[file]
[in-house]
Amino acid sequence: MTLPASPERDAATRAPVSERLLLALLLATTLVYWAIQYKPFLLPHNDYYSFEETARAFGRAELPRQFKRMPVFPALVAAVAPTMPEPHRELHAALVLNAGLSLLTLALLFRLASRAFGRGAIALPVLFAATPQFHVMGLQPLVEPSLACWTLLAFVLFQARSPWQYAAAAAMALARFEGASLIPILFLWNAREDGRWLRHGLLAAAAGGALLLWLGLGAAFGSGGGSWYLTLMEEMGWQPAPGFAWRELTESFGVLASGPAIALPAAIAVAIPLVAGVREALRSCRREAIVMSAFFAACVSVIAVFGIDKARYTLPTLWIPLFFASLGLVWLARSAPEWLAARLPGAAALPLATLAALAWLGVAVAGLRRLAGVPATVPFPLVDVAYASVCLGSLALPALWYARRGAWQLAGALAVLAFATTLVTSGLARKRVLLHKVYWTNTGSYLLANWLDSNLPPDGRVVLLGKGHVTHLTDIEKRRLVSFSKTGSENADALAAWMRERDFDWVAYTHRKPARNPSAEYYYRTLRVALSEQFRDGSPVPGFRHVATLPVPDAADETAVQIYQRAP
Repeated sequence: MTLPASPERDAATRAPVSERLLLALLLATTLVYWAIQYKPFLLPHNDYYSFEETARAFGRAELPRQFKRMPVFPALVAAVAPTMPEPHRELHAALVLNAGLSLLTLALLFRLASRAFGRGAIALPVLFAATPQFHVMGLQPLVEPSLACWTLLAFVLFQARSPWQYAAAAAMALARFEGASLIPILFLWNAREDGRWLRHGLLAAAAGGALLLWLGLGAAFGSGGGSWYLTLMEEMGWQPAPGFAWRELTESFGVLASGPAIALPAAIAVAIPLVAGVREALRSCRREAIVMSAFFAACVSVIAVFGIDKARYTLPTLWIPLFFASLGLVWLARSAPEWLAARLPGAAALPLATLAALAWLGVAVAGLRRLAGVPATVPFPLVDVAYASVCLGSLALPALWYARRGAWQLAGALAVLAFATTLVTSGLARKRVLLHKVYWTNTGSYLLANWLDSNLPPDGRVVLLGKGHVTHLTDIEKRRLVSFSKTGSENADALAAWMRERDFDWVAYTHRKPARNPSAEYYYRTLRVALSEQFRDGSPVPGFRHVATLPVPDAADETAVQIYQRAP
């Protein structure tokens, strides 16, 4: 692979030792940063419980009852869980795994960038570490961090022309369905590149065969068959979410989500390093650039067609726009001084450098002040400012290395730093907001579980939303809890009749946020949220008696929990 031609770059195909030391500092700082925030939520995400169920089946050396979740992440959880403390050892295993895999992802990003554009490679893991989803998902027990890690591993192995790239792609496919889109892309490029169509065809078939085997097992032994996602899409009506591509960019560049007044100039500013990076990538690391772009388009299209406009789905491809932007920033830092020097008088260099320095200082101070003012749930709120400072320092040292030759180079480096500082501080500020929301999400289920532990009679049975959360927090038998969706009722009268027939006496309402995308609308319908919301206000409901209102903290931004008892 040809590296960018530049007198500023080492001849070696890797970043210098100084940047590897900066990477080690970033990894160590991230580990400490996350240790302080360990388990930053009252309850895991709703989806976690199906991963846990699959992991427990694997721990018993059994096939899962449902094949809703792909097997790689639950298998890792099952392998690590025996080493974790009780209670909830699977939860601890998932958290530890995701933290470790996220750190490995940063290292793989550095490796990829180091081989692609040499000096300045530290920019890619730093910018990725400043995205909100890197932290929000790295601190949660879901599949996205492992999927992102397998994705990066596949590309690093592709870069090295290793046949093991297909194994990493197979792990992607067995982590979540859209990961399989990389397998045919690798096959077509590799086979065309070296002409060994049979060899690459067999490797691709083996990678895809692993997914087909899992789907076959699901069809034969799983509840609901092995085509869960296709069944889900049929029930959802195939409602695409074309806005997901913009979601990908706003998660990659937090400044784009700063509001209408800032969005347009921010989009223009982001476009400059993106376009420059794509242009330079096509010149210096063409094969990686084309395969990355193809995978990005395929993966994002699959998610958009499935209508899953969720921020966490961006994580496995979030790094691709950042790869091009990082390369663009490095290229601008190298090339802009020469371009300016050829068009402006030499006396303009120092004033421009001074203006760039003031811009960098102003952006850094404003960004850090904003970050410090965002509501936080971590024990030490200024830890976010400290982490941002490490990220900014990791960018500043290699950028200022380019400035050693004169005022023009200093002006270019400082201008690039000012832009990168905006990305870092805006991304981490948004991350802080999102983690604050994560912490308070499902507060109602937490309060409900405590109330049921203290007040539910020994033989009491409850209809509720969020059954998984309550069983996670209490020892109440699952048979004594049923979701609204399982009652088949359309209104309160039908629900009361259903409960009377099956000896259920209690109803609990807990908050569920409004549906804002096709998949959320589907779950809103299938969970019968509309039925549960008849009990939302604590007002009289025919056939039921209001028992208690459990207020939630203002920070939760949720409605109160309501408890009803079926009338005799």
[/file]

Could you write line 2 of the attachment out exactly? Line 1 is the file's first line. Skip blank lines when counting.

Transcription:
Amino acid sequence: MTLPASPERDAATRAPVSERLLLALLLATTLVYWAIQYKPFLLPHNDYYSFEETARAFGRAELPRQFKRMPVFPALVAAVAPTMPEPHRELHAALVLNAGLSLLTLALLFRLASRAFGRGAIALPVLFAATPQFHVMGLQPLVEPSLACWTLLAFVLFQARSPWQYAAAAAMALARFEGASLIPILFLWNAREDGRWLRHGLLAAAAGGALLLWLGLGAAFGSGGGSWYLTLMEEMGWQPAPGFAWRELTESFGVLASGPAIALPAAIAVAIPLVAGVREALRSCRREAIVMSAFFAACVSVIAVFGIDKARYTLPTLWIPLFFASLGLVWLARSAPEWLAARLPGAAALPLATLAALAWLGVAVAGLRRLAGVPATVPFPLVDVAYASVCLGSLALPALWYARRGAWQLAGALAVLAFATTLVTSGLARKRVLLHKVYWTNTGSYLLANWLDSNLPPDGRVVLLGKGHVTHLTDIEKRRLVSFSKTGSENADALAAWMRERDFDWVAYTHRKPARNPSAEYYYRTLRVALSEQFRDGSPVPGFRHVATLPVPDAADETAVQIYQRAP